Nick Train Backs Unilever - And Won’t Vote for FTSE Exit

Finsbury Growth and Income manager Nick Train is a big fan of Unilever, the firm behind popular brands such as Marmite and Dove Soap

David Brenchley 17 May, 2018 | 2:05PM

Unilever

After a run of strong performance some investors think that bond proxies such as Unilever (ULVR) are due a correction – but fund manager Nick Train has been adding to his holding in the consumer goods giant.

Train is well known as being a big fan of Unilever, the firm behind popular brands such as Marmite and Dove Soap. His firm, Lindsell Train, has well over £1 billion of its clients’ money in the stock, which it first backed around 14 years ago.

He says: “We have never willingly sold a share over those 14 years.” That’s proven to be a good call so far – in that time, the share price of the stock has quadrupled. Over 25 years, it’s up almost sevenfold.

But that success has started to frighten value-conscious investors, who are concerned about the earnings multiples of such bond proxies.

But bullish Train revealed at an event in London this week that, far from being concerned, he has been buying more shares. The Anglo-Dutch firm now accounts for almost 10% of the net asset value of his Morningstar Bronze Rated Finsbury Growth & Income Trust (FGT).

“To us, Unilever is a truly exceptional company,” says Train, who is particularly impressed by its dividend history – Unilever has compounded its dividend at 8% per annum for an incredible 55 years.

“That is exceptional,” he adds. “Just in case anybody has any doubt whatsoever, that dividend growth has created incredible value for the owners of this company.”

Train says investors should not question the impact rising rates will have on the business or the valuation of its shares – which are trading on 20 times earnings today, up from 15 times five years ago.

He says: “The correct question of course is ‘can this company continue to deliver something like 8% per annum dividend growth into the foreseeable future?’

“If it can, from a starting dividend yield today still well in excess of UK inflation, it’s going to be a fantastic investment whatever happens to interest rates.”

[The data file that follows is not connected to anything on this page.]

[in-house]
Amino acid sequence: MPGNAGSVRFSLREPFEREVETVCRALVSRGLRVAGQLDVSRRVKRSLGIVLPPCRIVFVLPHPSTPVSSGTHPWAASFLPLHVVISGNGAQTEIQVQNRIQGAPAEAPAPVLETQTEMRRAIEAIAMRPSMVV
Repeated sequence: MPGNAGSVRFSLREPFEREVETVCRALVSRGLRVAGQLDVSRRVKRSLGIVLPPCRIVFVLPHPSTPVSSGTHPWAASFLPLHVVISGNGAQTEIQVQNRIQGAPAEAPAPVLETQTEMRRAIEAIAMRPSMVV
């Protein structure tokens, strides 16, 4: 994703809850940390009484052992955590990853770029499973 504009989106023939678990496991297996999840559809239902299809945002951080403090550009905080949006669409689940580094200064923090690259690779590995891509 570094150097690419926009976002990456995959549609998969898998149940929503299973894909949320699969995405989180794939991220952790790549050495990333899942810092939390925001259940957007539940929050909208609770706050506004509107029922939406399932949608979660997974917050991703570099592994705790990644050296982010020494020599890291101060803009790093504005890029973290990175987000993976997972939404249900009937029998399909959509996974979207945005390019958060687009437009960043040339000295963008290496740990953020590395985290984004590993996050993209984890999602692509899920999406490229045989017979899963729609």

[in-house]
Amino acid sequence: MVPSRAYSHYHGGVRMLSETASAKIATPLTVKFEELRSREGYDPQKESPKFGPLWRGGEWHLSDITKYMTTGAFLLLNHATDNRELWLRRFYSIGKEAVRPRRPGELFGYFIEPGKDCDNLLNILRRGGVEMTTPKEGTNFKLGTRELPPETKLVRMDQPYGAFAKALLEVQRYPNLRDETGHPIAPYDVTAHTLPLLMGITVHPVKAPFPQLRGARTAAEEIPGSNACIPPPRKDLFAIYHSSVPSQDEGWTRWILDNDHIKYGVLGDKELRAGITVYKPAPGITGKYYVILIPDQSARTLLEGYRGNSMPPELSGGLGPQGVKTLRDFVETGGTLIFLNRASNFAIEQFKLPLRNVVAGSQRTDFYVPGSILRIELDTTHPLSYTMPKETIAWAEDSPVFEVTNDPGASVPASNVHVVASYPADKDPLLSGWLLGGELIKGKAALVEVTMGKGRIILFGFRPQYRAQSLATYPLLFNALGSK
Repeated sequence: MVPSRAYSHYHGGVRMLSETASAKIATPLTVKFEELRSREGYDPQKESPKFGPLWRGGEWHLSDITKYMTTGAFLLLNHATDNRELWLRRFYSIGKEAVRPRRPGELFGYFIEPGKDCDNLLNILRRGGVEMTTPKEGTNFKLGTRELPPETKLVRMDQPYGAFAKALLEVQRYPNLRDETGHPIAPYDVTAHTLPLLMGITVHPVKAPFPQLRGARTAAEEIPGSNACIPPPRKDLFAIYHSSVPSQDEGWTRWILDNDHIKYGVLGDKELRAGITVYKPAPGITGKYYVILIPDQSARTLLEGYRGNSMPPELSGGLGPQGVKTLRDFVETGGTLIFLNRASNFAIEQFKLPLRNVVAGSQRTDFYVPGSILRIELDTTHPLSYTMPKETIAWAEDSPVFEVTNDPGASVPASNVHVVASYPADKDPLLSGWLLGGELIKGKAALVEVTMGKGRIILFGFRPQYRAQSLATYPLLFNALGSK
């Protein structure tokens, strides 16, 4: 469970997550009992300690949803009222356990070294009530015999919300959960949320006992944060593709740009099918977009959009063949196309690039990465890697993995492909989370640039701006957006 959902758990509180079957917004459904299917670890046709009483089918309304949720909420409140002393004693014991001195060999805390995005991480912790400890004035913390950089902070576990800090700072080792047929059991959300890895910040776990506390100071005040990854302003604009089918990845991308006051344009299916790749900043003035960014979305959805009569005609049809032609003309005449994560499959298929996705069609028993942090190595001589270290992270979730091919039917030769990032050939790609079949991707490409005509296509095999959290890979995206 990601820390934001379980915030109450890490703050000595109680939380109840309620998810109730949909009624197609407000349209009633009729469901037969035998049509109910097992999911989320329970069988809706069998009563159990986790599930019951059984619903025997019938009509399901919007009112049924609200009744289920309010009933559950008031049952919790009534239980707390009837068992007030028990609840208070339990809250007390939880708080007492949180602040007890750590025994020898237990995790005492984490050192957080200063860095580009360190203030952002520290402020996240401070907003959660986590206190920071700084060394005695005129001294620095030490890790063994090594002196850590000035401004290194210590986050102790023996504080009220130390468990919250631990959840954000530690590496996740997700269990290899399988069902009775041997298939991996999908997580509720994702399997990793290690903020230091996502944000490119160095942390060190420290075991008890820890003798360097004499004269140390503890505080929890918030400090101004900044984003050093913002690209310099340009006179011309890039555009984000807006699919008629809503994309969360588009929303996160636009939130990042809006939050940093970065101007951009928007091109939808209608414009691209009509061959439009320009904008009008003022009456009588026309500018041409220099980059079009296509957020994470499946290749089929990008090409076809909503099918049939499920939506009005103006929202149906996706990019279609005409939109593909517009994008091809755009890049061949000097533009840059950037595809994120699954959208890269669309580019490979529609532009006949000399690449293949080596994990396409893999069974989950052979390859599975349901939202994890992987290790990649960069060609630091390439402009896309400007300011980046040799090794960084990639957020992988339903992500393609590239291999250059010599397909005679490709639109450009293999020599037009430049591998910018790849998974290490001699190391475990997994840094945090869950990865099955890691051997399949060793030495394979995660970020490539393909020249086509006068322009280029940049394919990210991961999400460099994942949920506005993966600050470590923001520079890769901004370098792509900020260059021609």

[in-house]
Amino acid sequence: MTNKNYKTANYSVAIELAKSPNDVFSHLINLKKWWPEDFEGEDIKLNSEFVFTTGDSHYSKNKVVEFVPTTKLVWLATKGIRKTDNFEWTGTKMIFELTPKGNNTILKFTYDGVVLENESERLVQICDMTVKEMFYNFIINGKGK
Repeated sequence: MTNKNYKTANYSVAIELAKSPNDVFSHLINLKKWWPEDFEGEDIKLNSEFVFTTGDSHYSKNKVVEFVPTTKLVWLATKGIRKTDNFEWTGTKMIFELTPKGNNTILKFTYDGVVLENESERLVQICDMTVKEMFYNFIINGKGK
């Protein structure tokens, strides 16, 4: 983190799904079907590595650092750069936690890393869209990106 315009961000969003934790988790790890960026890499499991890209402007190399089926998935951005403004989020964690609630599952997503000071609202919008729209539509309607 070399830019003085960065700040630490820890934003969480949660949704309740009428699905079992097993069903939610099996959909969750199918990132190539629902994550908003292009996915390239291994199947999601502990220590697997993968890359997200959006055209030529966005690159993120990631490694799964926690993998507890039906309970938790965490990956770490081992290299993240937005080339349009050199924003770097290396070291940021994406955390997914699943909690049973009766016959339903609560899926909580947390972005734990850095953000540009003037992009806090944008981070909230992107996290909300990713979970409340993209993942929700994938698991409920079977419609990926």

Can Unilever Sustain its Dividend Rises?

For the last six or seven years, Train admits he has used a quote taken from Unilever’s investor relations website in part to justify his bullishness about the company. That quote used to claim that “on any given day, two billion people use Unilever products”. It has now been updated to 2.5 billion people.

“In other words, over the last six or seven years, the company’s switched on another 500 million customers – and there’s much more to go,” says Train.

This has been due in part to its impressive growth in emerging markets - over the past 25 years, sales in these countries have grown at 9% a year. Today, nearly 60% of its revenues are derived from emerging markets. It’s been an “unanticipated source of unexpected growth” for the business.

Within that, the jewel in the crown is Indian subsidiary Hindustan Unilever (500696), which grew revenues 16% in the year just gone. The share price, currently trading at an all-time high, has doubled in the past 17 months.

But it’s not all plain sailing – some investors are fearful about the effect of consumers’ waning brand loyalty. But Train insists it is only a concern for brands not in the top tier: “To us, it’s a comfort to note that 85% of Unilever’s revenues derive from brands that are either number one or number two in their global categories. That really is formidable.”

Yet, despite his allegiance to the firm, even Train has some questions about its future. He has now gone on the record as being one of the shareholders to have questioned the benefits for investors in the group’s plans to quit the UK stock market and solely list in Rotterdam.

He said: “We own Unilever plc and the question we’re asking ourselves is why would we, or anyone other holder of Unilever plc, vote later this year to lose our access to the plc line?

“The company itself has yet to produce its final definitive documentation explaining to us why it makes sense to give up our UK piece of paper. But I have to say right now we’re not necessarily persuaded that it’s in the interest of our clients.”

For now, however, he is maintaining his position and even adding to it. Last month, Unilever updated the market on its first-quarter performance. With that, it said its quarterly dividend would be 8% higher – a good start. “We continue to sit tight with Unilever,” says Train.

 

The information contained within is for educational and informational purposes ONLY. It is not intended nor should it be considered an invitation or inducement to buy or sell a security or securities noted within nor should it be viewed as a communication intended to persuade or incite you to buy or sell security or securities noted within. Any commentary provided is the opinion of the author and should not be considered a personalised recommendation. The information contained within should not be a person's sole basis for making an investment decision. Please contact your financial professional before making an investment decision.

Securities Mentioned in Article
Security NamePriceChange (%)Morningstar
Rating
Finsbury Growth & Income Ord754.01 GBX0.27
Hindustan Unilever Ltd1,579.20 INR1.43-
Unilever PLC4,121.00 GBX3.37
About Author David Brenchley

David Brenchley  is a Reporter for Morningstar.co.uk